values at the end of the book (or you can use the
functions in spreadsheets) convert from one cash flow
quantity (P, F, A, or G) to another.
Assumptions:
1. Interest is compounded once per period
2. Cash flow occurs at the end of the period
3. Time 0 is period 0 or the start of period 1
4. All periods are the same length
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Definitions
The following are the definitions for the variables used:
i interest rate per period, expressed as a decimal
N Number of periods (also called the study horizon)
P Present cash flow, or value equivalent to a cash flow
series
F Future cash flow at the end of period N, or future worth
at the end of period N equivalent to a cash flow series
A Uniform periodic cash flow (annuity) at the end of every
period from 1 to N. Also a uniform constant amount
equivalent to a cash flow series.
G Gradient or constant period-by-period change in cash
flows from period 1 to N (arithmetic series)
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Factor Notation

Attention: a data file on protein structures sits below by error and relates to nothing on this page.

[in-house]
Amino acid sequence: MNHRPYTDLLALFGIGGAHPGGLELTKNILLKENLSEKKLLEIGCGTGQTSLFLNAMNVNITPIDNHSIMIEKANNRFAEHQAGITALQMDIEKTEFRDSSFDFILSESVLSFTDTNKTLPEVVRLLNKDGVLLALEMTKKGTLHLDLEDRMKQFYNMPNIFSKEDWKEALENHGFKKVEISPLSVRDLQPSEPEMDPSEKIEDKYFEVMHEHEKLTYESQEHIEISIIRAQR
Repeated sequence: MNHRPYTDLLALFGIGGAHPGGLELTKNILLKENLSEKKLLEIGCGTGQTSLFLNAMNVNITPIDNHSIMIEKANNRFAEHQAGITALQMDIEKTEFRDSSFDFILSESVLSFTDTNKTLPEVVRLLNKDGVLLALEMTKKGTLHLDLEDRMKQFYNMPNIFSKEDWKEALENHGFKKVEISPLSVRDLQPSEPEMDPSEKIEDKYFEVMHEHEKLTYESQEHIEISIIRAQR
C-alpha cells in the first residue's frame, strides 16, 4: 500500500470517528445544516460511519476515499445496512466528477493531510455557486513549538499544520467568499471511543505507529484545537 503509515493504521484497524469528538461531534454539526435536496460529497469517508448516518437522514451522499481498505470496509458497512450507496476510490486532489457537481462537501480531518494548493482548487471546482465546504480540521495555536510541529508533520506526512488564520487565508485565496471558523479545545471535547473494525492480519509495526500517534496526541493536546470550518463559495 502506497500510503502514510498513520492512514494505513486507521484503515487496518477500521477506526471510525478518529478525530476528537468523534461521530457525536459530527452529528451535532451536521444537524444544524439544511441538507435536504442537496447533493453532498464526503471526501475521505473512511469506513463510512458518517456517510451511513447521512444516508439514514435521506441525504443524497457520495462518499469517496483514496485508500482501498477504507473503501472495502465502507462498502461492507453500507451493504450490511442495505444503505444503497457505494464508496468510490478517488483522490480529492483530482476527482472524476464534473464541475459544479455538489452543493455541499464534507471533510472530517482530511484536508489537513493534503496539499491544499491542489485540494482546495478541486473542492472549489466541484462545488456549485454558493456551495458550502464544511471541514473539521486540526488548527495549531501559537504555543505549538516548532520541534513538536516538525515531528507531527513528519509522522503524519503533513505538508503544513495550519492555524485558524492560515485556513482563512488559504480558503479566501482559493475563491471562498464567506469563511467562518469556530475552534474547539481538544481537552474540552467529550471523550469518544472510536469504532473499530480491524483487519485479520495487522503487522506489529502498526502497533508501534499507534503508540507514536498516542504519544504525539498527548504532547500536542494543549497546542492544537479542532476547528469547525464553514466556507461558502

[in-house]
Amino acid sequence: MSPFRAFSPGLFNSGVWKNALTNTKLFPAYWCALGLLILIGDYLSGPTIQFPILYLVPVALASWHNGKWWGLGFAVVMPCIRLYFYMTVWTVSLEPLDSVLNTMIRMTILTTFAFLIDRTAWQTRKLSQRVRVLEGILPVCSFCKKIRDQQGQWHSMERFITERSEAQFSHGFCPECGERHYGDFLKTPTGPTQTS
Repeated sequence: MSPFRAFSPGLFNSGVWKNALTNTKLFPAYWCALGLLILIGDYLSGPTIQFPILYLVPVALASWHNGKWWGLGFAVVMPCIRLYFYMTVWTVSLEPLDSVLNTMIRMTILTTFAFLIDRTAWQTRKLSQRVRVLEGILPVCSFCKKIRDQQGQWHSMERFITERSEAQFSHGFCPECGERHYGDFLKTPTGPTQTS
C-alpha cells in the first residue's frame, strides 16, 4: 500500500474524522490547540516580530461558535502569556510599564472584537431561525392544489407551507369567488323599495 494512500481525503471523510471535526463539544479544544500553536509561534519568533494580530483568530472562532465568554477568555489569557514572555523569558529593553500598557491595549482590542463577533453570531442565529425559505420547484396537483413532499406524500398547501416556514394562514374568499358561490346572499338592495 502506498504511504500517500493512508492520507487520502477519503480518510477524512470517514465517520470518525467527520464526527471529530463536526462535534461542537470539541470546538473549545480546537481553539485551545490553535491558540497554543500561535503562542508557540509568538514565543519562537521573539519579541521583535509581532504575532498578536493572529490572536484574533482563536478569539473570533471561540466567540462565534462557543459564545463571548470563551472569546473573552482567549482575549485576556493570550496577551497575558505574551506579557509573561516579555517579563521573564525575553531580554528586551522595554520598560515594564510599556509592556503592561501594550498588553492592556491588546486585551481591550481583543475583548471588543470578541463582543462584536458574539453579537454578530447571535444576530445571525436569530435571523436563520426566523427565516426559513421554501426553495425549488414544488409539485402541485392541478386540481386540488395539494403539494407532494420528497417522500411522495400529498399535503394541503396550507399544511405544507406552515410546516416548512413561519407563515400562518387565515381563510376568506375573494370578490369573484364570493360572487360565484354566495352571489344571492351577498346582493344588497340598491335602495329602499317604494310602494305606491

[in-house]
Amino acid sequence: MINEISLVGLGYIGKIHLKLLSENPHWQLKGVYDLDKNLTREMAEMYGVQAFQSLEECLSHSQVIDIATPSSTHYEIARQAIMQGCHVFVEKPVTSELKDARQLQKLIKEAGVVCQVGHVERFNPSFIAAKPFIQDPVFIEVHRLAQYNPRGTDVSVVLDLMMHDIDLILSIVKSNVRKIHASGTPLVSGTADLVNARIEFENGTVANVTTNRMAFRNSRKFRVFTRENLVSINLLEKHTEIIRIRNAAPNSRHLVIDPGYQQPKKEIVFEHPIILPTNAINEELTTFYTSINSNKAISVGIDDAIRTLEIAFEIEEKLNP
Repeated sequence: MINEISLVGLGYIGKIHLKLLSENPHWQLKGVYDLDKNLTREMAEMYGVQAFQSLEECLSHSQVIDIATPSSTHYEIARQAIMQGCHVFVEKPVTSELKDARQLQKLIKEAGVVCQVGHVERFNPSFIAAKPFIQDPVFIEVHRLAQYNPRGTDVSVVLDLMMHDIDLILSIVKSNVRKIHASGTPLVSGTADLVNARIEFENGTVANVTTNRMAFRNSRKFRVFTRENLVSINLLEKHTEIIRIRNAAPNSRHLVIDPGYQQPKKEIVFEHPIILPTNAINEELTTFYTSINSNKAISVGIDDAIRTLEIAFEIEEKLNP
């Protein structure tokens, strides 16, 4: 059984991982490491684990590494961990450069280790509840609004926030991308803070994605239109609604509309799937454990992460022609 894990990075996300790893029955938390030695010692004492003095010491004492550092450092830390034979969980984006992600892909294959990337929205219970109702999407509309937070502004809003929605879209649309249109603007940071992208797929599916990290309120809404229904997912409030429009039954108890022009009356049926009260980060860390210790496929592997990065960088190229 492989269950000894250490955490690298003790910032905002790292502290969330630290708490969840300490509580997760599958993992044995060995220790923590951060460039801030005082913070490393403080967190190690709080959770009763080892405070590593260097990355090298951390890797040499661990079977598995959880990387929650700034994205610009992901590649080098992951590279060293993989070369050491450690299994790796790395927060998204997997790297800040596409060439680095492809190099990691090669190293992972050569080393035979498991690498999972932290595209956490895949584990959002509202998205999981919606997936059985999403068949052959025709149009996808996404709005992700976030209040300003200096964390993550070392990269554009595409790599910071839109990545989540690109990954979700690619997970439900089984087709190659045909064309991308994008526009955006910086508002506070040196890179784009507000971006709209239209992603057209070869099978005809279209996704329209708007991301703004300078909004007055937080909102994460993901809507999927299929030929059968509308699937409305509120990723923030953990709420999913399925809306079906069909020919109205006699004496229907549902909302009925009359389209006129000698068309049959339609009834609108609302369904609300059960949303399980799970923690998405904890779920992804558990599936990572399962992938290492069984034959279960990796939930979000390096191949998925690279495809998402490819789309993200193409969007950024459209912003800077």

These have their roots in the pre-computer age when
prepared tables were used by engineers for many
design needs. However, they still serve to state the
problem and can be used to solve it too.
The format of engineering economy factors is:
(X/Y, i%, N) where X and Y are chosen from the cash
flow symbols P,F,A and G.
So, if you have Y multiplied by a factor, you get the
equivalent value of X: P = A(P/A, i ,N) e.g. convert from
a cash flow (F) in year 10 to an equivalent present
value (P), the factor is:
(P/F, i N) - see text pages after 559 for the tables
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## Names of the EE Factors see pp 83 in text

So now we know how all this works together, but these factors
have names as follows:
(P/F,i,N) Present worth factor
(F/P,i,N) Compound amount factor
(P/A,i,N) Series present worth factor
(A/P,i,N) Capital recovery factor, how much an investment has to
return to recover its cost - no salvage value
(A/F,i,N) Sinking fund factor - where a savings account is used to
accumulate funds for future investment
(F/A,i,N) Series compound amount factor
Note that the first letter is the variable you are seeking and the
second the one you have P/A want First Cost (investment), have
annuity payment

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## Compound Interest Factors

for Discrete Compounding
The four discrete cash flow patterns are:
a single disbursement or receipt
a set of equal amounts in/out over a sequence of periods annuity
a set of equal amounts in/out that change by a constant
amount from one period to the next in a sequence of periods arithmetic gradient series